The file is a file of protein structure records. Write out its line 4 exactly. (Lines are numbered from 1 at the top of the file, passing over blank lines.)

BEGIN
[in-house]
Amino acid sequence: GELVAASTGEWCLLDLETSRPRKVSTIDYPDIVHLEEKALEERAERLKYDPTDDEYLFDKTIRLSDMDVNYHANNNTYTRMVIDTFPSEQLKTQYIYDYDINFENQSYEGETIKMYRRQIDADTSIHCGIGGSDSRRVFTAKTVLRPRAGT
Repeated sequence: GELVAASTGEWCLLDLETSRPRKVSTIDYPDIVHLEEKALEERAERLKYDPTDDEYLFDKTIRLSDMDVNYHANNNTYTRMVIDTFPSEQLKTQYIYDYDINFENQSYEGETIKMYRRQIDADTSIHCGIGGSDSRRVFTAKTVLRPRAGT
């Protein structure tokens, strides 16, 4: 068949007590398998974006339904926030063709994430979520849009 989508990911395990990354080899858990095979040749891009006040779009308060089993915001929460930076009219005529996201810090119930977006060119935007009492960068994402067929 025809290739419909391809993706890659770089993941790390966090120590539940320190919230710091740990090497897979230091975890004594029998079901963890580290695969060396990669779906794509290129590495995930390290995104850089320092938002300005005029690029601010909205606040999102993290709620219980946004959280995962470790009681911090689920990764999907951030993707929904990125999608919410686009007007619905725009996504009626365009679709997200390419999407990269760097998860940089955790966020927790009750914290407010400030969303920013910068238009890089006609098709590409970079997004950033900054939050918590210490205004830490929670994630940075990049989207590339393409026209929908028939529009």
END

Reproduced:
């Protein structure tokens, strides 16, 4: 068949007590398998974006339904926030063709994430979520849009 989508990911395990990354080899858990095979040749891009006040779009308060089993915001929460930076009219005529996201810090119930977006060119935007009492960068994402067929 025809290739419909391809993706890659770089993941790390966090120590539940320190919230710091740990090497897979230091975890004594029998079901963890580290695969060396990669779906794509290129590495995930390290995104850089320092938002300005005029690029601010909205606040999102993290709620219980946004959280995962470790009681911090689920990764999907951030993707929904990125999608919410686009007007619905725009996504009626365009679709997200390419999407990269760097998860940089955790966020927790009750914290407010400030969303920013910068238009890089006609098709590409970079997004950033900054939050918590210490205004830490929670994630940075990049989207590339393409026209929908028939529009």